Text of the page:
The Utilization of Household Sewage

1878 Scientific American  
DECEMBER 7, 1878. alkalies, and generating meli.ssylic alcohol. The latter [ BLEACHING OF TEXTILE FIBERS. :la3 been recognized by the author as the cause of the solu-I d . . :) i1ity of petroleum. When this alcohol is separated from . T HE usu � l mo e of . bleach�ng textII� fibers, especIally of the wax, and added to a strong mixture of soap and water, lmen, . consI�t� essentI�lly �f the solutIon of ��e gluten and It is entirely dissolved On tne other side, melissylic alco. other Im . pUrItles
more » ... c(;lll tamed m �he fiber, by bOllIng the latter .101 is entirely soluble in petroleum in all proportions. A i for se velal days wIth an al�alme lye. Thus the fibers � re ;Jetrolic solution of melissylic alcohol, added to a mixture more exp<;>sed and more easIly acted � pon by the chlor: me >f the latter and a strong solution of soap in water, COI ll -� ath applIed � fterwa �ds . . The chlo�me treatment consIsts bines easily, forming a perfectly clear liquid. Hence the III the succeS S Ive applI�atlO.n of ch!or . me �aths, alternated by pDwer of Carnauba wax, i. e., melissylic alcohol, as mani-weak baths of sulplInr � c aCId, mUrIatIc aCld, . and sod � . These fested in the petroleum soaps. Further investigations have. are grad � ally re�uced III strengt�. The . aCId so�utlOns free shown that petroleum may be made soluble in soapy mix-i ! h � chlorme retamed and neutr�lIze the lIme , wh�le the soda tures by other substances dissolving petroleum, and in their, IS mtended ! o . saturate the r�tamed traces of a�Id and thus turn compatible with those soaps such as amylic and me-prevent an m J ury of the fabrIC . . Repeated washmgs and ex· th)'lic alcohol ' i posure to the rays of the sun fi msh the process. . _______ ' The disadvantages of the same are the following : The CONTA I . manifold operations with large quantities of water and MINAT ON OF SUB NITRATE OF BISMUTH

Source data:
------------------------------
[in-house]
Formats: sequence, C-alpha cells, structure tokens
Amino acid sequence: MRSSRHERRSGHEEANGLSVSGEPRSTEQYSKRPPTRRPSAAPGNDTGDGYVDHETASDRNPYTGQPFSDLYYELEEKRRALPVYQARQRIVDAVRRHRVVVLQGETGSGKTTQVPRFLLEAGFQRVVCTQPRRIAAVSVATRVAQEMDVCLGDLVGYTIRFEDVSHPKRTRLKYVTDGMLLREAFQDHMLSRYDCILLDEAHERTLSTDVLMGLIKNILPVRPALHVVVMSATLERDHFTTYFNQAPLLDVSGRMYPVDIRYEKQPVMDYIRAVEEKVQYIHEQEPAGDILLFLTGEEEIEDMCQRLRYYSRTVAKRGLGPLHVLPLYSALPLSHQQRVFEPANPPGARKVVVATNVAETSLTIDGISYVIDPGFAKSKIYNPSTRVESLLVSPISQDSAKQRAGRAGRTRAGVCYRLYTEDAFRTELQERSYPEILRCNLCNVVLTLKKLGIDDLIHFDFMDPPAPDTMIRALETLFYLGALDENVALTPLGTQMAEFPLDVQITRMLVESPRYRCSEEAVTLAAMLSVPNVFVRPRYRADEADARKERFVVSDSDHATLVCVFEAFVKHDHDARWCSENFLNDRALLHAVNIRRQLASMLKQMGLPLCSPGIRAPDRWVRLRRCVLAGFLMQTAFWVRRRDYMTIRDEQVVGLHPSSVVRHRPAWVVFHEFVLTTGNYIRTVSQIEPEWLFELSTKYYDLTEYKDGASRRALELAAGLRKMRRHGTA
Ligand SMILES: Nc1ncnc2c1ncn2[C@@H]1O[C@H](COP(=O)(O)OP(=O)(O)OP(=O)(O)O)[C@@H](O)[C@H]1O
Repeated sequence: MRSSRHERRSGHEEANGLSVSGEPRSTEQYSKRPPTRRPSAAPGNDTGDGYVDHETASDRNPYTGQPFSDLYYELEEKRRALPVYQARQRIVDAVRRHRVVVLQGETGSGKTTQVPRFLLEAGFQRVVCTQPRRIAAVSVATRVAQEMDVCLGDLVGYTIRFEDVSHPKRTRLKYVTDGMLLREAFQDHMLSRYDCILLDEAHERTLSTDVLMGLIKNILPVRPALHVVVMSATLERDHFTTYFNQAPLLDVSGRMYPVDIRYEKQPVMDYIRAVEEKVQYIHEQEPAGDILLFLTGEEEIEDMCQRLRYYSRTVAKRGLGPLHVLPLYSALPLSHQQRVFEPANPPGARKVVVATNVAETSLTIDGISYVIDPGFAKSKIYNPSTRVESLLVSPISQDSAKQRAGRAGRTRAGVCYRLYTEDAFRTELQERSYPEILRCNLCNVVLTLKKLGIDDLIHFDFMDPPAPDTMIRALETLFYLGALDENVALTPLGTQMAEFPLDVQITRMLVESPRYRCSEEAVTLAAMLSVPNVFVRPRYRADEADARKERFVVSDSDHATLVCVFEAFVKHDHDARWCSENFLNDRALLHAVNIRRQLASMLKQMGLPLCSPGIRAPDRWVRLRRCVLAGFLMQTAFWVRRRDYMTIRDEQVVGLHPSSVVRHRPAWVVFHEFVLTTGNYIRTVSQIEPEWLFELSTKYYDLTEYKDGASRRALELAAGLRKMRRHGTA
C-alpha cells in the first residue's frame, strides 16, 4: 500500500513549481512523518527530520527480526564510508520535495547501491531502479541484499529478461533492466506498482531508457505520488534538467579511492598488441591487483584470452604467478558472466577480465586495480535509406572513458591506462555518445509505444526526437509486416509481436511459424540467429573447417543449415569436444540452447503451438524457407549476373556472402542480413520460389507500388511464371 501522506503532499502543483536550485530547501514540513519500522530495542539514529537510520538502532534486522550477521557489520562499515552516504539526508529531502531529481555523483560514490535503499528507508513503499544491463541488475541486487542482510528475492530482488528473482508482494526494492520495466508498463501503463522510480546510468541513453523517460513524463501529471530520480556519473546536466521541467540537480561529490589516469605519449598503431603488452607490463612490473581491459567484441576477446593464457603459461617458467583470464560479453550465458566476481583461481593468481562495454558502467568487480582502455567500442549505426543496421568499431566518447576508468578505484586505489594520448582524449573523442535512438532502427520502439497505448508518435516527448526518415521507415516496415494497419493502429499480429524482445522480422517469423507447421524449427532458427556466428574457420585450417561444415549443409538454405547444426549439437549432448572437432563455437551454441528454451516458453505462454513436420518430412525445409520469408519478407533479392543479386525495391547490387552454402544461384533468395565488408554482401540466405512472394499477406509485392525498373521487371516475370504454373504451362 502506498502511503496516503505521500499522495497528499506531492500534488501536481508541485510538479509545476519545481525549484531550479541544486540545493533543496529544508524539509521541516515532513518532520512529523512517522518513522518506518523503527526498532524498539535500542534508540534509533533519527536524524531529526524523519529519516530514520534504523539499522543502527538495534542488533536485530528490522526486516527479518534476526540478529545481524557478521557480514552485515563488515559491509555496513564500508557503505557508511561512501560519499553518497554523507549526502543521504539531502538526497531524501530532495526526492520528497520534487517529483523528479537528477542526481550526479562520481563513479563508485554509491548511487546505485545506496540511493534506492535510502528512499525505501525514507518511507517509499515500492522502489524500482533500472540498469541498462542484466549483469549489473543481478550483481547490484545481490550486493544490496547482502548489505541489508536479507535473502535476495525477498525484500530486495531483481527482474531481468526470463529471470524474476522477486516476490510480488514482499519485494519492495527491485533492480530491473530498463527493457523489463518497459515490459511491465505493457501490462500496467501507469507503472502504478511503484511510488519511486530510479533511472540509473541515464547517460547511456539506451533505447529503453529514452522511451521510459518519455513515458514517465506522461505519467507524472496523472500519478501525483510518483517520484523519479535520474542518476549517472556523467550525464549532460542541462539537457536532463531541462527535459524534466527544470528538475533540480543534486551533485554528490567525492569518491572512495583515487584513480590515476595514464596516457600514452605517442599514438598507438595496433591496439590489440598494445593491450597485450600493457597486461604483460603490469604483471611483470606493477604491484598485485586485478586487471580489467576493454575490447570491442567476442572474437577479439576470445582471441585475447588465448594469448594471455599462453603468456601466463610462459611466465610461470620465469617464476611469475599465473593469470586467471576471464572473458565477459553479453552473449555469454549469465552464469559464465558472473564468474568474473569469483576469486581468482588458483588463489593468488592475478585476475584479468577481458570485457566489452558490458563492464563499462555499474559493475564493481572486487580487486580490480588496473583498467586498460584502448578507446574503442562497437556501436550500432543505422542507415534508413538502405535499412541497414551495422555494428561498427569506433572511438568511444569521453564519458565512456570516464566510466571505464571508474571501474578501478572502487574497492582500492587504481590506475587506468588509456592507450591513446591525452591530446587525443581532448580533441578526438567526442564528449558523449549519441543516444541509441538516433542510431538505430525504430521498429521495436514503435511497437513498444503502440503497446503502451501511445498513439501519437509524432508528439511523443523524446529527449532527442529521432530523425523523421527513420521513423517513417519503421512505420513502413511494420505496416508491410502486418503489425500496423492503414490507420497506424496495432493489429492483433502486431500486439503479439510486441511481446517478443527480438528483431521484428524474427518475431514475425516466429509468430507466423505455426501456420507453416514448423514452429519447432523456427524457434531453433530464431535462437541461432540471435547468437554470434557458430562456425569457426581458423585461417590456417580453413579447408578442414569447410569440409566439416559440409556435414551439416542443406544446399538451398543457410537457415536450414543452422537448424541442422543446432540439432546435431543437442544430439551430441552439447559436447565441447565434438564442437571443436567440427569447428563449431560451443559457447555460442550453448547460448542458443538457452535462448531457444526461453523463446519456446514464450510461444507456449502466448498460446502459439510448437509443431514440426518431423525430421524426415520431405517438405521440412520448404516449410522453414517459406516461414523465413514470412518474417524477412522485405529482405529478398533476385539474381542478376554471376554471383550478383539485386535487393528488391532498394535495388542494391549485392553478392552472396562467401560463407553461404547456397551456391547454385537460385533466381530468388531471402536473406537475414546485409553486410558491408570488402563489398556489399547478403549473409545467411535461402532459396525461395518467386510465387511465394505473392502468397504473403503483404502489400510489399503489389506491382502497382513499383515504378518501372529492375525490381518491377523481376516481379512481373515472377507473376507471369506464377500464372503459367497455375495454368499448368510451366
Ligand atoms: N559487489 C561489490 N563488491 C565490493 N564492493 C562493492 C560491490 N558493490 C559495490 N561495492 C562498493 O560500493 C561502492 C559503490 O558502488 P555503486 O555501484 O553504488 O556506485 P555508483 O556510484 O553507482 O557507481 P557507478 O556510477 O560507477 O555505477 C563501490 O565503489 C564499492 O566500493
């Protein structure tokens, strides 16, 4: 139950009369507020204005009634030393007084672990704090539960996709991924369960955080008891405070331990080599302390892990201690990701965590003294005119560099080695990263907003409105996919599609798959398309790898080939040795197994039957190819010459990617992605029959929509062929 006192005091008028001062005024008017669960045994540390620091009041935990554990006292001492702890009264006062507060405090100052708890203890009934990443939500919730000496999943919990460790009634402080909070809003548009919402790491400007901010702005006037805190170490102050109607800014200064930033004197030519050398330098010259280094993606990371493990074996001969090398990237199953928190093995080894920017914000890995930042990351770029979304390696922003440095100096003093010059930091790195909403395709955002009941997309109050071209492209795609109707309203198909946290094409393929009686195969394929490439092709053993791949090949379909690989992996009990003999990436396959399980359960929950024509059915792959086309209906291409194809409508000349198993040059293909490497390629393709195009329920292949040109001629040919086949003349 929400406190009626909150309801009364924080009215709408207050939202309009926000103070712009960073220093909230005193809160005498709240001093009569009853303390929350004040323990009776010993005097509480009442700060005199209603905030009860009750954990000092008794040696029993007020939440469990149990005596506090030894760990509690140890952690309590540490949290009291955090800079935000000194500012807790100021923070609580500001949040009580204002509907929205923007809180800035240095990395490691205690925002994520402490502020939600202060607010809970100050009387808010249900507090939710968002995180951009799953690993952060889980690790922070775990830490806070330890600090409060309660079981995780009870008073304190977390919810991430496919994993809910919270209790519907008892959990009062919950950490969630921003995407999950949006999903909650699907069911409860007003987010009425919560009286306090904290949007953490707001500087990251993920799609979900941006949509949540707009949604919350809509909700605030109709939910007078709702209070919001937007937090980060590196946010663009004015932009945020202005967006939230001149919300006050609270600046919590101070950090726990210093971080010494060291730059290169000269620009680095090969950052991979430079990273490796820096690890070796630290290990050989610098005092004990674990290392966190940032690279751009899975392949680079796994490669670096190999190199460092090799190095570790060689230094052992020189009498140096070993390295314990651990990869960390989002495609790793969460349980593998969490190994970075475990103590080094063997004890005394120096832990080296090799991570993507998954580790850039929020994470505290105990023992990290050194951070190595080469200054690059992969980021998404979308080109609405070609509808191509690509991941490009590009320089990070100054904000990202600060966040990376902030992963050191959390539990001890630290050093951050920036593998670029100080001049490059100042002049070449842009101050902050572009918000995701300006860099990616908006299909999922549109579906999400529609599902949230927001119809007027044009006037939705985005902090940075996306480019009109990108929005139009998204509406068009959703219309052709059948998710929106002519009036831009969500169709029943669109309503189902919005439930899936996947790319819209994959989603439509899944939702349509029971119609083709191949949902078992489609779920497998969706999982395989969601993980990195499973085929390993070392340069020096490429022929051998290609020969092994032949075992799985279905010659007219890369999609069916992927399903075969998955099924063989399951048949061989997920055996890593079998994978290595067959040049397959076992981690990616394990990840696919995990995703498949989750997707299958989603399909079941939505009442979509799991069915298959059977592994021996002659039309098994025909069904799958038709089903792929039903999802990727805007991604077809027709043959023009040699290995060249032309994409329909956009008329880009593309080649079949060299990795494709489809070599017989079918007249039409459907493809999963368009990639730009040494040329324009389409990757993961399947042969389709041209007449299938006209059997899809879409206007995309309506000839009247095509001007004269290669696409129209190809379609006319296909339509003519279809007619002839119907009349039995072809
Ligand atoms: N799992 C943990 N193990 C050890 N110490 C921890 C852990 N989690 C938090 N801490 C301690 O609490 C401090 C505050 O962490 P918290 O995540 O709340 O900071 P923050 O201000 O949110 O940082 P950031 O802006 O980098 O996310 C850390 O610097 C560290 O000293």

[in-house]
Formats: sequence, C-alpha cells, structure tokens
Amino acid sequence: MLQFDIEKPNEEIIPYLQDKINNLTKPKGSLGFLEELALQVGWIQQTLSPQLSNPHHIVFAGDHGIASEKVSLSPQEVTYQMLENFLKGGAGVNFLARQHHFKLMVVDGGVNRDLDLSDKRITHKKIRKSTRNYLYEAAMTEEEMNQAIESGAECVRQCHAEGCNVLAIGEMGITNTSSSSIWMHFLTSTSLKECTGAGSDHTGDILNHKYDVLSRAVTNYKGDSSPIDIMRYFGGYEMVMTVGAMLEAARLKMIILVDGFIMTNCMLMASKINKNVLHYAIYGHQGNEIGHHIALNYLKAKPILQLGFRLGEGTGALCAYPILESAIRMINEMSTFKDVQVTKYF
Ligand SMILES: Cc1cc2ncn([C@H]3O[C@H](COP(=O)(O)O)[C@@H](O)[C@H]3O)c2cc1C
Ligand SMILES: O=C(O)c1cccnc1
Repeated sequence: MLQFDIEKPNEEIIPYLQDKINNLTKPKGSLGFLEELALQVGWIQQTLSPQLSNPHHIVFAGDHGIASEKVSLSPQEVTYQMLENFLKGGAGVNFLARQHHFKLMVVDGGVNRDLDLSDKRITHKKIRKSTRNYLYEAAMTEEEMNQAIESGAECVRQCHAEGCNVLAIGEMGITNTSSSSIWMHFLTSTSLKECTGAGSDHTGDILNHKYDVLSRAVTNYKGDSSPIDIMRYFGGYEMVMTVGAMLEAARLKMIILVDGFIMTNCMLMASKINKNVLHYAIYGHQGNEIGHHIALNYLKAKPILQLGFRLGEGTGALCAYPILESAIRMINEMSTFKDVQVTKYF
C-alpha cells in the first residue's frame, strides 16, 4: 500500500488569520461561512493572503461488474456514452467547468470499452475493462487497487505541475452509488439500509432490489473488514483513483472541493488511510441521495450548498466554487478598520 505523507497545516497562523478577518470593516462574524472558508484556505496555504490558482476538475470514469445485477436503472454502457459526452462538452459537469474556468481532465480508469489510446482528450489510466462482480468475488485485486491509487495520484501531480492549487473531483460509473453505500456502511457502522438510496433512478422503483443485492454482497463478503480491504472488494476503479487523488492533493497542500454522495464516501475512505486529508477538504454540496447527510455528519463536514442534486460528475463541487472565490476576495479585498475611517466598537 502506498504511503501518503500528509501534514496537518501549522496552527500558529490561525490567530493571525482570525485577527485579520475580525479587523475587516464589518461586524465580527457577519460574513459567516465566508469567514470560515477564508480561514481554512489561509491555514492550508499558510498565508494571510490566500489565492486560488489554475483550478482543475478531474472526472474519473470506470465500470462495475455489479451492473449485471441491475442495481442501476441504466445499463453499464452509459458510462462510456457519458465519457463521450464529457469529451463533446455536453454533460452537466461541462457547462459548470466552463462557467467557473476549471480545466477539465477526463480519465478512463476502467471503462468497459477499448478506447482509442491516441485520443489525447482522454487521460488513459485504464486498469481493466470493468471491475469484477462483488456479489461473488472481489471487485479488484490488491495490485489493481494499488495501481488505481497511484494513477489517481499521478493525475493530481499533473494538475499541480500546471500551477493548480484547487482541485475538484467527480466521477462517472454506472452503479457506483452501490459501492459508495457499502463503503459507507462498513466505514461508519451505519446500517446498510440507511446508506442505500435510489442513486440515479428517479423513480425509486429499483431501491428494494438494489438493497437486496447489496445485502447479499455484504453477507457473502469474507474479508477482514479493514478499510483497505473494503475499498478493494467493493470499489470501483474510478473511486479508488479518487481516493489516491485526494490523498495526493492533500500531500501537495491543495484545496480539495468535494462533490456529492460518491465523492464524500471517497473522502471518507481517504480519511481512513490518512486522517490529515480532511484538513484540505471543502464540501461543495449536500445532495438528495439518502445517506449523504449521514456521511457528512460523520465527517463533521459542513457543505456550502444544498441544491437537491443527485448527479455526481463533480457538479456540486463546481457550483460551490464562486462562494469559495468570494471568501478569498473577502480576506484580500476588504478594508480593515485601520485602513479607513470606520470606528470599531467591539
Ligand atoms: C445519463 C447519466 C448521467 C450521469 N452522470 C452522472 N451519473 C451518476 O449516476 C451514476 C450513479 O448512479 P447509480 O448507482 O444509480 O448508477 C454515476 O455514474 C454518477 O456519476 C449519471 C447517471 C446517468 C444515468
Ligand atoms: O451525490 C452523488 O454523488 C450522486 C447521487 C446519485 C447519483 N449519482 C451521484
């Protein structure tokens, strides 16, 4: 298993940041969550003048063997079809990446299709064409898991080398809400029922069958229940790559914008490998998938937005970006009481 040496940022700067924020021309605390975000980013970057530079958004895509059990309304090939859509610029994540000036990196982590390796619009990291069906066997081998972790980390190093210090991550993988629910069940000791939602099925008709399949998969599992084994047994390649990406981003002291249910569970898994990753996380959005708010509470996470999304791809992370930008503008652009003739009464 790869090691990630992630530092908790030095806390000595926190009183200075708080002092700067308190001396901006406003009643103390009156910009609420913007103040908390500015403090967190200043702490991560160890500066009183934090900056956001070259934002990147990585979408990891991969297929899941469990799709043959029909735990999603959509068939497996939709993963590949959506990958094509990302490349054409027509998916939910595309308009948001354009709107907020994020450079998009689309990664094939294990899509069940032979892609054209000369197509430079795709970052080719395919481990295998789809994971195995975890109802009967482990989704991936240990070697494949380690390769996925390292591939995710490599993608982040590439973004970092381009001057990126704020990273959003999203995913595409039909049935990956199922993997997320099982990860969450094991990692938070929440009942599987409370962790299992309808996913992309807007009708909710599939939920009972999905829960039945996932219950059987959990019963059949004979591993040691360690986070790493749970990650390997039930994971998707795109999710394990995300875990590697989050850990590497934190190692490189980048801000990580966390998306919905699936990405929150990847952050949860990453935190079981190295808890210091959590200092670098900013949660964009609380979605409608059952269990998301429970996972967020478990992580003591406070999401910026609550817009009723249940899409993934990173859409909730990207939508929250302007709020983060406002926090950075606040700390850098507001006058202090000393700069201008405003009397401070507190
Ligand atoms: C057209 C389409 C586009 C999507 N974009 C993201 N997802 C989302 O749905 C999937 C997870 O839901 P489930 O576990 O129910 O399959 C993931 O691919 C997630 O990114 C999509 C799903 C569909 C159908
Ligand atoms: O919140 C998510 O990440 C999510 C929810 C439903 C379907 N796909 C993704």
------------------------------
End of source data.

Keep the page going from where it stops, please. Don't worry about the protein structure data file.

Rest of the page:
doi:10.1038/scientificamerican12071878-2440fsupp fatcat:w2hnlm3p6zbvjgrtfaryxlea2q